That the God of our Lord Jesus Christ, the Father of glory…
The special grace here prayed for is illumination.
I. THE EYE IS THE MOST EXCELLENT ORGAN OF SENSE. In a clear eye, the looker sees his own image; so God, in a sanctified understanding, sees a limited resemblance of His infinite Self. God has set two lids to defend the corporal eye from annoyance; and, in like manner, He has given faith and hope, to shelter the understanding.
1. The situation of this spiritual eye is in the soul. God, framing man's soul, planted in it two faculties: the superior, that is the understanding, which perceiveth and judgeth; the inferior, that is the will, which being informed of the other, accordingly follows or flies, chooseth or refuseth. The Scripture, favouring the simplest capacity, compares these two powers of the soul to two known parts of the body: the understanding to the eye, the affections to the foot — the eye directing, the foot walking. Every man is naturally born blind and lame: as Zedekiah, captivated to the king of Babylon; first they "put out his eyes" (2 Kings 25:7), and then they lamed his feet with fetters of brass. So is every man by nature, and therefore easily made a slave to the king of infernal Babylon, if the mercy of Christ should not redeem him. This consideration reacheth forth to us two uses; the one of instruction, the other of reprehension: —
(1) This teacheth us to desire in the first place the enlightening of our eyes; and then after, the strengthening of our feet.
(2) This reprehends a common fashion of many auditors. When the preacher begins to analyse his text, and to open the points of doctrine, to inform the understanding, they lend him very cold attention. Your affections are stirred in vain without a precedent illumination of your souls. You must know to do before you can do what you know. And indeed he that attends only to exhortation, and not to instruction, seems to build more upon man's zeal than God's Word.
2. I come from the situation to the qualification of this spiritual eye: "enlightened." For this blessing the apostle prays to the "Father of lights, from whom comes every good and perfect gift" (James 1:17): from Him, and from Him only, comes this grace of illumination. I cannot leave this excellent organ, the eye, till I have showed you two things:
(1) The danger of spiritual blindness;
(2) The means to cure it.Spiritual blindness shall appear the more perilous, if we compare it with natural. The body's eye may be better spared than the soul's; as to want the eyes of angels is far worse than to want the eyes of beasts. The want of corporal sight is often good, not evil: evil in the sense, and good in the consequence. He may the better intend heavenly things, that sees no earthly to draw him away. Many a man's eye hath done him hurt (Genesis 6:4). Besides, the bodily blind feels and acknowledgeth his want of sight; but the spiritually blind thinks that none have clearer eyes than himself. He that wants corporal eyes blesseth them that see; this man derides and despiseth them (John 9:41). The blind in body is commonly led either by his servant, or his wife, or his dog: there may be yet some respect in these guides. But the blind in soul is led by the world, which should be his servant, is his traitor. Now the means to clear this eye is to get it a knowledge of God, of ourselves. That the eye may be cured, this knowledge must be procured. Now God must be known by His works, His word, and His Spirit.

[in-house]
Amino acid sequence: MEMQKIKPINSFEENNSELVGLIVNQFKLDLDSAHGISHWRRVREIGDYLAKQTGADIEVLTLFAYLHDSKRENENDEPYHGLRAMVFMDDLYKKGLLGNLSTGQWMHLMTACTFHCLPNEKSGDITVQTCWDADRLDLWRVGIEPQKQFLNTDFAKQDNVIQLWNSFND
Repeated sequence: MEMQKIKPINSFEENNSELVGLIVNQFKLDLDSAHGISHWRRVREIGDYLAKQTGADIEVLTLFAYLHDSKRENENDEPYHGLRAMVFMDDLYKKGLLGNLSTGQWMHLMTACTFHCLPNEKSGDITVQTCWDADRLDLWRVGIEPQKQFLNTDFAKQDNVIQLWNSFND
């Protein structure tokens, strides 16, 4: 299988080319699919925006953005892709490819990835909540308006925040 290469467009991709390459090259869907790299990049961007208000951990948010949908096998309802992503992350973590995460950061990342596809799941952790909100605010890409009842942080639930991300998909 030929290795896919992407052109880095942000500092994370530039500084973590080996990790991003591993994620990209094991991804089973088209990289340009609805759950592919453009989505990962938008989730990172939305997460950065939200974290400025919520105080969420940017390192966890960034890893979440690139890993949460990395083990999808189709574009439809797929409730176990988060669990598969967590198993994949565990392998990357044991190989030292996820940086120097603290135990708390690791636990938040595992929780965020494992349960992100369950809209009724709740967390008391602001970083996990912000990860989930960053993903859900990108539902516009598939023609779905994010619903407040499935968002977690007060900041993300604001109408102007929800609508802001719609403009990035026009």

II. We have now done with the organ of seeing, the understanding, or soul's eye: let us come to THE OBJECT TO BE SEEN, "the hope of His calling, and the riches of the glory of God's inheritance in the saints." The object is clear and transparent to a sanctified eye. The philosophers propound six necessary occurrences to our perfect seeing; and you shall see them all here met: —
1. Firmness or good disposition of the organ that seeth. A rolling eye beholds nothing perfectly. A Dinah's eye is the prologue to a ravished soul.
2. The spectacle must be objected to the sight: the eye cannot pierce into penetralia terrae, or sublimia caeli; nor can the understanding see into these supernatural joys, unless the Lord object them to it. Hence it is that many neglectfully pass by (sine lumine lumen) the light, for want of eyes to regard it.
3. That there be a proportional distance betwixt the organ and the object: neither too near, nor too far off. A bright thing held too near the sight confounds it: be it never so bright, if too far off, it cannot discern it. God hath sweetly ordered and compounded this difference. Those everlasting joys are not close by our eyes, lest the glory should swallow us up; for mortal eyes cannot behold immortal things, nor our corruptible sight see steadfastly that eternal splendour.
4. It is required that the objected matter be substantial; not altogether diaphanous and transparent, but massy, and of a solid being. But this object here proposed is no empty chimera, or imaginary, translucent, airy shadow, but substantial: "the hope of God's calling, and a glorious inheritance"; which though nature's dull eye cannot reach, faith's eye sees perfectly.
5. Clearness of space betwixt the organ and the object; for the interposition of some thick and gross body prevents the faculty of the eye. The quickest eye cannot see through hills; and a crass cloud is able to hide the sun from us at noonday.
6. Lastly, the object must be stable and firm, for if it move too swiftly, it dazzleth the eye, and cannot be truly (according to the perfect form of it) beholden.
(T. Manton, D. D.)
Parallel VersesKJV: That the God of our Lord Jesus Christ, the Father of glory, may give unto you the spirit of wisdom and revelation in the knowledge of him: